News Roundup: New Census Data Show Dallas And Midland Rank High For Population Growth

Our daily look at Texas headlines.

By Becky FogelApril 18, 2019 3:56 pm

The Standard’s news roundup gives you a quick hit of interesting, sometimes irreverent, and breaking news stories from all over the state.

New data the U.S. Census Bureau released Thursday shows counties and regions that have has the most population growth in recent years. Davis Land with Houston Public Media talks through the numbers:

Last year the Dallas metro area led the nation in terms of one-year growth, adding 130,000 people. Phoenix followed, adding 96,000. Houston was third on the list, adding 91,000 people between 2017 and 2018. 

When you look back to 2010, the Dallas metro area saw the most population growth in the nation, adding about 1,100,000 people. The Houston area trails right behind, adding about 40,000 fewer people than Dallas, since 2010. 

When it comes to percentages though, Midland grew nearly 26% over the same time frame. Between 2017 and 2018, Midland grew the most of any metro area relative to its own size – by 4.3%. Odessa also saw a bump in its population at 3.2%. 

A Texas Senator wants to repeal the state’s Vehicle Safety Inspection program. Bob Hall, a Republican from Edgewood, authored Senate Bill 87. During a Senate Transportation Committee hearing Wednesday, he said study after study has shown annual vehicle inspections are ineffective.

“Multiple independent studies continue to show that there is no discernable difference in highway accident statistics between states with vehicle inspections and those that do not inspect vehicles periodically. Because mandatory vehicle inspections provide Texans with little or no discernable safety benefits, it best be defined as an unnecessary and repressive tax on operating a motor vehicle,” Hall said.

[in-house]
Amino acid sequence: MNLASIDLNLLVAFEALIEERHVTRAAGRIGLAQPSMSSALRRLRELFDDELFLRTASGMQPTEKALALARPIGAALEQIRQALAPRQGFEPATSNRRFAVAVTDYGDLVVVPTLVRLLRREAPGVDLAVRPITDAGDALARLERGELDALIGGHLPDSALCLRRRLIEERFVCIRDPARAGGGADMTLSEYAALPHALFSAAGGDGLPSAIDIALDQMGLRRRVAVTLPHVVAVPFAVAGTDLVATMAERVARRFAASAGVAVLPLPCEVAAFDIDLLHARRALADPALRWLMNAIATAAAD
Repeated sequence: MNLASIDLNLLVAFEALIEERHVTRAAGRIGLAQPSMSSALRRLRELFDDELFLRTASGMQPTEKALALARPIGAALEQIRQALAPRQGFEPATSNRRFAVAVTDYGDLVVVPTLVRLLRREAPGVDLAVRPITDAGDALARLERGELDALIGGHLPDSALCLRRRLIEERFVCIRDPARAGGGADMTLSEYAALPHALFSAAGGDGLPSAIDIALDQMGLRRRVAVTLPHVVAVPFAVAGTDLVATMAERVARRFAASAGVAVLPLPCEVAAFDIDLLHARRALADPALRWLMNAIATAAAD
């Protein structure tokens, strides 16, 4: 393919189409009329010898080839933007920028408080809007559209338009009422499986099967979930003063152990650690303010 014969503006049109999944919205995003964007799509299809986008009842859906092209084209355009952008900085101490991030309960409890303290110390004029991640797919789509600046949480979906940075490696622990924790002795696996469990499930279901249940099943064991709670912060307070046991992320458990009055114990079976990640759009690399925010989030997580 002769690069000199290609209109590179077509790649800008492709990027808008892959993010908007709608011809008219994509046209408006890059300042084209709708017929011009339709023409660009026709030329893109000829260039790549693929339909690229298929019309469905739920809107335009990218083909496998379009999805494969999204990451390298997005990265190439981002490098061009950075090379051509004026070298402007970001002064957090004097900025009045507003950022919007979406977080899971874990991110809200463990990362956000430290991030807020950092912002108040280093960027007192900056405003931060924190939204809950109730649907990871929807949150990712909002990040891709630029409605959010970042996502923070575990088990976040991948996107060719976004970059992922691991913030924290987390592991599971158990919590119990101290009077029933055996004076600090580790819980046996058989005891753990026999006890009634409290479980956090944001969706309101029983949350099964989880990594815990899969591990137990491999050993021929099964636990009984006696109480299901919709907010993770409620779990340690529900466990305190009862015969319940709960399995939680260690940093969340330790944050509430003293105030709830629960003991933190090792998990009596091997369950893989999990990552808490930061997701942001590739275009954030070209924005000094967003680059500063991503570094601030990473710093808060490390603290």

A number of people representing businesses that perform vehicle inspections testified against the bill. One of them was oil and lube shop owner Aaron Porter. He told lawmakers that studies don’t capture all real-world scenarios.

“We’ll get people comin’ up on the lot, asking us, ‘Will this pass inspection?’ We look at it and say, ‘No.’ They leave, they go get the item fixed, come back, and it passes. But in the computers that will never count as a fail because you can’t count that,” Porter said.

Originally, SB 87 would have also repealed the controversial Texas Driver Responsibility Program, which charges people additional yearly fees for certain traffic violations. But Hall said he was removing that provision. The bill was left pending in committee

Gov. Greg Abbott issued a disaster declaration for nine Texas counties affected by severe weather this past weekend. The weather included thunderstorms and tornadoes that caused several fatalities and widespread property damage. In a statement he released Wednesday, Abbott said, “Working together, we will ensure that these East Texas communities are rebuilt stronger than ever before.”